I arrived at Bruntingthorpe fresh and ready to get to work. Once the work was completed, I took the RS7 out for an acceleration test. There’s no S-tronic launch control available (too much torque, apparently), so the RS7 uses the eight-speed tiptronic box, which is excellent. So you don’t get that explosive, off-the-line shove as with launch control, but you still make very rapid progress. Nail the throttle and that rear end squats as this big car just grips and goes. With the traction and stability controls off, the RS7 squirms around a tad as it fights for grip, but once it hooks up, it’s relentless.
The 0-62mph time of 3.7secs seems eminently possible. Press the throttle at 100mph and the speed with which it reaches 130mph makes me wonder if it’ll ever stop. I back off at around 140mph (part of the track is closed, so there’s less space today). The rate at which the stock steel brakes slow down this 1930kg car is mighty impressive, too.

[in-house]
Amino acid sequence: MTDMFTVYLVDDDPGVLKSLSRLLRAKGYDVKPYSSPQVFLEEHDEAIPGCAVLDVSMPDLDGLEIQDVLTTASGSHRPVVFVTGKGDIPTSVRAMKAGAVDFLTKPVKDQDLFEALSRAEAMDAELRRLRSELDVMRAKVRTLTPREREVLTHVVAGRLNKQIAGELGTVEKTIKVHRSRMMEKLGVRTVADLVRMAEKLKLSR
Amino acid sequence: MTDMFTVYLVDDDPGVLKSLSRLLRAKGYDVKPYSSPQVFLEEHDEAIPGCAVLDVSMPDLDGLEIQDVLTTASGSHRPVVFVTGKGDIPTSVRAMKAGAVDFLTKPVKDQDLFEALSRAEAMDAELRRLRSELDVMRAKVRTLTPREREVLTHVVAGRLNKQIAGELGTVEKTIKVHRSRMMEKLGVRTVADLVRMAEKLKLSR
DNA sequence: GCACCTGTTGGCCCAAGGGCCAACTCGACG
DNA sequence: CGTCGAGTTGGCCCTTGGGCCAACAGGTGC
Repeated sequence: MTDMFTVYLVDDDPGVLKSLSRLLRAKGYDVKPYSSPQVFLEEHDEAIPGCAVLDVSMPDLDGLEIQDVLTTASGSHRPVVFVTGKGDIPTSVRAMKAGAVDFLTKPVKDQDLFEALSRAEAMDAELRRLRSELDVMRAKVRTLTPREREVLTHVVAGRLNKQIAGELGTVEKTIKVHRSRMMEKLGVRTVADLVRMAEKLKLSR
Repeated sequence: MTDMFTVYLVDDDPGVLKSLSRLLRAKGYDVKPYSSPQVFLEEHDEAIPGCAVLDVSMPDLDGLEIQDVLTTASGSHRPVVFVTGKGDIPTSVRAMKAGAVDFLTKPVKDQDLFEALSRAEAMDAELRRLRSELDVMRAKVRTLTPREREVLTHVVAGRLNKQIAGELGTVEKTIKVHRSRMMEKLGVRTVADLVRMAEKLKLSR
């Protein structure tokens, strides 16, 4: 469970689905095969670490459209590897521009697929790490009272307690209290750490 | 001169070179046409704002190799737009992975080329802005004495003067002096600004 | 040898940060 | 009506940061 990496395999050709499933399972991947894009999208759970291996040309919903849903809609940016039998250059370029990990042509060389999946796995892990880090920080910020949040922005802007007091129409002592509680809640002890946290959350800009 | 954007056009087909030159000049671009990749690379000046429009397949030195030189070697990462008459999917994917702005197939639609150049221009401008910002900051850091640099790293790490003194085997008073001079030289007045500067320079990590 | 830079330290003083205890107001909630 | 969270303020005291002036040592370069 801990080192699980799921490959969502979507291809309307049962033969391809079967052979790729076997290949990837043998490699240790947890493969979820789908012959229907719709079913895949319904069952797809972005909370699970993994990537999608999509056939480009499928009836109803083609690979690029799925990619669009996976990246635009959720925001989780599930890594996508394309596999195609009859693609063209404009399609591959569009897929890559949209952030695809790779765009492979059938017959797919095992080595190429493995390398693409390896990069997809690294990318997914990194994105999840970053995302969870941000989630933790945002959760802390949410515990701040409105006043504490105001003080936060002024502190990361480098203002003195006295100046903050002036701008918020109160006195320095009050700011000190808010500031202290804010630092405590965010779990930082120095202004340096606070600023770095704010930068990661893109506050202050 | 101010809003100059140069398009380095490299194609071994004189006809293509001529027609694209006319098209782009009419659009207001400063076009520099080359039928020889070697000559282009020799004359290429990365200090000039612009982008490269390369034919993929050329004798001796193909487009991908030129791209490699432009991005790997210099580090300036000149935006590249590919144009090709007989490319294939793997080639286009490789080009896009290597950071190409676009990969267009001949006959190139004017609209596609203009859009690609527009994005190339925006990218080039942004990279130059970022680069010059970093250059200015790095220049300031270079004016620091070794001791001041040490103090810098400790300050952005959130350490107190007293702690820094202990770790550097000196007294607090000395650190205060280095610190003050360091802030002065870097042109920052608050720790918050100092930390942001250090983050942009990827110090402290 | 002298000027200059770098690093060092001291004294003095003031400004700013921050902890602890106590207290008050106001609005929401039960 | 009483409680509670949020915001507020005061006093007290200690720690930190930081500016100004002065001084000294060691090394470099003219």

This is one of those ‘feel good’ cars. It offers so many sensory delights that you cannot help but fall in love with it, even on a cold Monday morning. The interior is a highlight, but it’s that engine that really steals the show. I was genuinely sad to see the RS7 leave, when the chap from Audi came to pick it up. If you don’t need (or want) an RS6, but fancy some of that epic performance, then the RS7 makes a very compelling case for itself.
Performance 0-62mph: 3.7secs / Top speed: 189mph (de-limited)
Price: £92,060 (£105,000 as tested)
The view most often seen of an RS7...
Above: RS7’s interior is a real star of the show.
Main pic: 21in alloys give the RS7 huge road presence.
Left: The 4.0 #TFSI
Below: RS7 mission control...
“Nail the throttle and this car just grips and goes...”
“A wall of boost is delivered by the turbos”